But money alone isn’t enough to bind a continent together. Despite its open-handedness, the EU lacks the sinew of its imperial predecessors. Before World War I, Szekler territory was governed by the Habsburgs, and their imperial trappings—the Catholic churches, the distinctive public architecture that adorns the region’s cities and towns—are still very much in evidence. The Habsburg legacy also endures below the surface. According to a 2011 study, regions that were governed by the empire are appreciably less corrupt to this day than non-imperial regions with similar demographic characteristics. The EU’s footprint is considerably lighter on the ground.
The revival of nationalism is a much-discussed feature of 21st-century European politics. Less remarked upon is the reemergence of the continent’s ethnic and linguistic minorities. Large numbers of Germans are unlikely to reappear in Western Poland, but many sub-national groups were suppressed, though not completely eradicated, by the upheavals of the 20th century. The dominant trends of the post-World War II era—political centralization, urbanization, the rise of mass media—encouraged the development of cohesive national blocs. The technologies of the 21st century, most notably the internet and social media, promise cultural fragmentation and the emergence (or reemergence) of local and regional allegiances.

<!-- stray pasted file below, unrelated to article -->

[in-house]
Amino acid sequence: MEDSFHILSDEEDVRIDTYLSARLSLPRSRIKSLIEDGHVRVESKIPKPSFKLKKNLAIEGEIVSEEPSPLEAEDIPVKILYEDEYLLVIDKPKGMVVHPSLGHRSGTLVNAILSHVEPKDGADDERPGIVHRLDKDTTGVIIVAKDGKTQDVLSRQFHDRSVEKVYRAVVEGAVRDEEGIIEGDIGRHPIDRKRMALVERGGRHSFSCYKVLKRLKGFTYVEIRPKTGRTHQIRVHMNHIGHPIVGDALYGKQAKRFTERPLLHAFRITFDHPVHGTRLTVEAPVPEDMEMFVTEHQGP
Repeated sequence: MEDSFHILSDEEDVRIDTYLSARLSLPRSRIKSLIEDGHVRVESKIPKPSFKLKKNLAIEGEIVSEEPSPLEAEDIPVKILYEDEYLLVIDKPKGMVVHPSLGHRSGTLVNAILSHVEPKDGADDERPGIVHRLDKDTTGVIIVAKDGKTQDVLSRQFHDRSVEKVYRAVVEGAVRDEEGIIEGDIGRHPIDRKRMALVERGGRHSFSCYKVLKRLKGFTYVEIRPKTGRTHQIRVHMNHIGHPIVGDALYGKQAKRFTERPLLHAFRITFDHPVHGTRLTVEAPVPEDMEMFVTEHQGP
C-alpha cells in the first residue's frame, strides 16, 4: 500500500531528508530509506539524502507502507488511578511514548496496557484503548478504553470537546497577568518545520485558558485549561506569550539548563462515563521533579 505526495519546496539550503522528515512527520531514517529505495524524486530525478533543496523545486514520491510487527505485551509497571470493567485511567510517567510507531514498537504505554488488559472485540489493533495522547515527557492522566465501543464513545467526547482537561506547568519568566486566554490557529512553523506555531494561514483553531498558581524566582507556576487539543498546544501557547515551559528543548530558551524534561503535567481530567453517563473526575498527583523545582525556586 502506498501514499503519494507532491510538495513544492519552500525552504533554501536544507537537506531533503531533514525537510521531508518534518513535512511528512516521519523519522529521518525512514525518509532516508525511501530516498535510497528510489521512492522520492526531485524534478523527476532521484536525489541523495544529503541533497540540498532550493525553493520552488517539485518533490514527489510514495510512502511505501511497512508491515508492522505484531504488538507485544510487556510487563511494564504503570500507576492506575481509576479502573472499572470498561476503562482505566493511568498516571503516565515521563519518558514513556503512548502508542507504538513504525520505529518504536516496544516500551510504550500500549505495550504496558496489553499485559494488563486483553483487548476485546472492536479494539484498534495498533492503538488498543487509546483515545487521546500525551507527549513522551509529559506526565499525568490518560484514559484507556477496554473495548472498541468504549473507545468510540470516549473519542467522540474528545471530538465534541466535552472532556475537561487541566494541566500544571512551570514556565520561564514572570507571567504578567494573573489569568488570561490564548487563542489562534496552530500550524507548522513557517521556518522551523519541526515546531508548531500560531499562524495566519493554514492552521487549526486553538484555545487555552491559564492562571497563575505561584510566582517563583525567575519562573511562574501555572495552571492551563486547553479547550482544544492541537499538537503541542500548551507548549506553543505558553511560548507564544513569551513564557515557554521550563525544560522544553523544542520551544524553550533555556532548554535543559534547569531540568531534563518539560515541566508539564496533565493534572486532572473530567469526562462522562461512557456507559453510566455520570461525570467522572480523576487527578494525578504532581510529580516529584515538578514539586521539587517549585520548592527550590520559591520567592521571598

Some of this political fragmentation has already happened. In the 1990s, Yugoslavia could not survive the sudden reappearance of ethnic, religious, and cultural fault lines. Czechoslovakia split into two countries almost overnight. In Italy, the Lega Nord has transformed from an idiosyncratic secessionist movement to a major political player. Scotland is on the verge of leaving the United Kingdom. Just as 20th-century European borders were rearranged by ideological and national clashes, the 21st century is likely to be shaped by the surprising revival of subnational identity. Some of these groups, like the Szeklers, the Catalans, the Scots, and the Welsh, are reasserting themselves after periods of relative dormancy. Others, such as immigrant communities from the Middle East and North Africa and large Russian minorities in the Baltic republics, are new players on an old map.
The Habsburgs, the Hohenzollerns, the Romanovs, and the Ottomans could not withstand the rise of nationalism and the trauma of the First World War. The EU has mercifully avoided any comparable disasters, but its track record of crisis management is not hopeful. The Great Recession of 2009 exposed the limitations of the single currency and the underlying economic weakness of several member states. The ongoing Brexit negotiations suggest that the only meaningful barrier to leaving the EU is the threat of economic pain, as opposed to any deeper attachment to the idea of European unity. Before World War I, the Habsburgs could rely on tradition, pageantry, extensive bureaucracy, and, in extremis, a network of secret police and military garrisons. The EU has structural cohesion funds and a constitution nobody has read.
In the Székelyföld, the Romanian flag hangs forlornly outside a few government buildings. As you drive West towards Hungary, however, it becomes a much more common sight. Proximity to the border seems to have inspired public displays of Romanian patriotism. The revival of national feeling, and its attendant stresses on the EU’s rickety structure, has become a defining feature of 21st-century European politics. The overlapping flags of the Székelyföld are a sign that the reemergence of sub-national identity is also shaping the continent’s future.
Will Collins is an English teacher who lives and works in Eger, Hungary.